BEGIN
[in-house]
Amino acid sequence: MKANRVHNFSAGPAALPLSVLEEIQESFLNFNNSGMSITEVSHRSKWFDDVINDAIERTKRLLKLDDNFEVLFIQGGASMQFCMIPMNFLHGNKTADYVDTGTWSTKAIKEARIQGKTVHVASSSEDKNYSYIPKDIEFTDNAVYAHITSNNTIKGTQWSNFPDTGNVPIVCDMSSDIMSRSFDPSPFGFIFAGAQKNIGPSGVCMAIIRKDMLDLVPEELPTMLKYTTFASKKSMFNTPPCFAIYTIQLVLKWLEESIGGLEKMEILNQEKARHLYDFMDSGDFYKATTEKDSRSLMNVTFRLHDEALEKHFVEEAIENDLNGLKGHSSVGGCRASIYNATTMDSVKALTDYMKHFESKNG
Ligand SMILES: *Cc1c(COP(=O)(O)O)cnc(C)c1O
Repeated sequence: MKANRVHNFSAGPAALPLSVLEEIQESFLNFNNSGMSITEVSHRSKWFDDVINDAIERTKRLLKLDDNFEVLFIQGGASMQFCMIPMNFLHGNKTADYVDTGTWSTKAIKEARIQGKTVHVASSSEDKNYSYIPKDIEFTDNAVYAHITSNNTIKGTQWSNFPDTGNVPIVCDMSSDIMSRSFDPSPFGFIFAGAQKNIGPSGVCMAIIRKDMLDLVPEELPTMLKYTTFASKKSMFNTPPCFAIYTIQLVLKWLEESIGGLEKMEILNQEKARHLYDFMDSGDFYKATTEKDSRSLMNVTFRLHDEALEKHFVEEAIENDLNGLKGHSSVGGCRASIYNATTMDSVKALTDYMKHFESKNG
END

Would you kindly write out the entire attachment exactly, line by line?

[in-house]
Amino acid sequence: MKANRVHNFSAGPAALPLSVLEEIQESFLNFNNSGMSITEVSHRSKWFDDVINDAIERTKRLLKLDDNFEVLFIQGGASMQFCMIPMNFLHGNKTADYVDTGTWSTKAIKEARIQGKTVHVASSSEDKNYSYIPKDIEFTDNAVYAHITSNNTIKGTQWSNFPDTGNVPIVCDMSSDIMSRSFDPSPFGFIFAGAQKNIGPSGVCMAIIRKDMLDLVPEELPTMLKYTTFASKKSMFNTPPCFAIYTIQLVLKWLEESIGGLEKMEILNQEKARHLYDFMDSGDFYKATTEKDSRSLMNVTFRLHDEALEKHFVEEAIENDLNGLKGHSSVGGCRASIYNATTMDSVKALTDYMKHFESKNG
Ligand SMILES: *Cc1c(COP(=O)(O)O)cnc(C)c1O
Repeated sequence: MKANRVHNFSAGPAALPLSVLEEIQESFLNFNNSGMSITEVSHRSKWFDDVINDAIERTKRLLKLDDNFEVLFIQGGASMQFCMIPMNFLHGNKTADYVDTGTWSTKAIKEARIQGKTVHVASSSEDKNYSYIPKDIEFTDNAVYAHITSNNTIKGTQWSNFPDTGNVPIVCDMSSDIMSRSFDPSPFGFIFAGAQKNIGPSGVCMAIIRKDMLDLVPEELPTMLKYTTFASKKSMFNTPPCFAIYTIQLVLKWLEESIGGLEKMEILNQEKARHLYDFMDSGDFYKATTEKDSRSLMNVTFRLHDEALEKHFVEEAIENDLNGLKGHSSVGGCRASIYNATTMDSVKALTDYMKHFESKNG